It’s Monday, September 30, and climate change is a bigger deal than Game of Thrones now.

September was climate change’s biggest month of all time — at least in terms of Google searches. Queries about “climate change” even beat out “impeachment” and “Game of Thrones” for parts of the month.

The last time climate Google searches were anywhere near as high was in June 2017, when President Trump announced he was pulling the U.S. out of the Paris Agreement. This time around, a whole slew of events contributed to the uptick. Greta Thunberg’s speech taking world leaders to task for failing to address the crisis went viral, CNN and MSNBC hosted marathon climate forums, and 300 newsrooms made a collaborative effort, called Covering Climate Now, to step up their reporting on our overheating planet.

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Popularity peaked during the week of September 20, when millions of young people around the world skipped class for what may well have been the biggest climate change protest in history. (That was also around when the Intergovernmental Panel on Climate Change released a big ol’ report detailing how climate change is wreaking havoc in our oceans.)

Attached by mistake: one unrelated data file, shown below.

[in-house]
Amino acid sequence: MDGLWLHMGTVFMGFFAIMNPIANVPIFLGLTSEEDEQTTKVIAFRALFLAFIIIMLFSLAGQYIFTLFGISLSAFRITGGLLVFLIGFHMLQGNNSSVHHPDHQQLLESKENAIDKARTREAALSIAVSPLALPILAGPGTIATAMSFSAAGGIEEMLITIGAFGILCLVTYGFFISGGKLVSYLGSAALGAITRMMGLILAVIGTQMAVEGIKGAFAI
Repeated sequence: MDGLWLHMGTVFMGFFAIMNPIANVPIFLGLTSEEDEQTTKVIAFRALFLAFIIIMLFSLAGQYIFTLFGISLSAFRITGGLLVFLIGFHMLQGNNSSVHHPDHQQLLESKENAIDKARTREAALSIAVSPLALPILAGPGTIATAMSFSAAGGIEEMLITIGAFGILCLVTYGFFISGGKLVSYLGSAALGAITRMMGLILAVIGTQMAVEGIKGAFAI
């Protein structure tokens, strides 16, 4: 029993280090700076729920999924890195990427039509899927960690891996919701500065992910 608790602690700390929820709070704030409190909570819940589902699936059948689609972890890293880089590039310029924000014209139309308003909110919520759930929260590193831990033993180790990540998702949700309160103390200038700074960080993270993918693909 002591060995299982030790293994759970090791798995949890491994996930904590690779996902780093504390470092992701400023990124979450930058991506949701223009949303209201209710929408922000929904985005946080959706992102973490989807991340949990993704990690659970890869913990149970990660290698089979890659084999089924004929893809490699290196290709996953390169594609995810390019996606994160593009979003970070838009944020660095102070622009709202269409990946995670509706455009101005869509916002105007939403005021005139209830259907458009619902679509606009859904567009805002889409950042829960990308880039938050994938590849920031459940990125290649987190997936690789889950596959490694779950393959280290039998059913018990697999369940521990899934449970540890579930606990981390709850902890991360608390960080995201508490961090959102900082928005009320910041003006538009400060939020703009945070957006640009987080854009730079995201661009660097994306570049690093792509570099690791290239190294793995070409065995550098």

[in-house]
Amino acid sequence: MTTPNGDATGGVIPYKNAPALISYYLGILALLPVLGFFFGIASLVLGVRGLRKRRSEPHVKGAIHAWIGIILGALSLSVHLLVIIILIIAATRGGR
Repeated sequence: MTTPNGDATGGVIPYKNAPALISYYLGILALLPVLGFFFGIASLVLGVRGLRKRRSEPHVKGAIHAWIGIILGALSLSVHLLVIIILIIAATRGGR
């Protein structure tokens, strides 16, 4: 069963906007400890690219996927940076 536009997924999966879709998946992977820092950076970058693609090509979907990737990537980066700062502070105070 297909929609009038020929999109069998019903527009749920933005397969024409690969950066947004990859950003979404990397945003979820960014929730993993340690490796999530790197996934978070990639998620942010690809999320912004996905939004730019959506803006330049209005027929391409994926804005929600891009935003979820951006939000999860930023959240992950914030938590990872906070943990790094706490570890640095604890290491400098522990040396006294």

Nationally, the phrase was most popular in Washington D.C., Vermont, and Alaska. Worldwide, the hotspot for climate-related searches was Fiji — an island nation in the South Pacific that’s getting submerged by the rising seas.

Kate Yoder and Miyo McGinn

Smog clouds

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The Smog

Need-to-know basis

For many years, the Interior Department refused to expand Northern California’s Shasta Dam because experts concluded that it would endanger wildlife in the area. But Interior Secretary David Bernhardt, who was formerly the chief lobbyist for a group of farmers who have been trying to get the project approved for over a decade, has given the dam expansion the green light.

Floodwater inundated India’s Uttar Pradesh and Bihar states over the weekend, forcing the evacuation of a prison and killing at least 113 people. The country’s monsoon season typically weakens in early September, but unusually heavy rains have persisted this month.

Although overall coal use has declined in the last year, new data from the EPA shows that emissions of sulfur dioxide and nitrogen oxides have skyrocketed at a few large coal power plants. The increase in emissions comes after the Trump administration’s refusal to enforce Obama-era pollution controls at coal plants.

Rachel Ramirez

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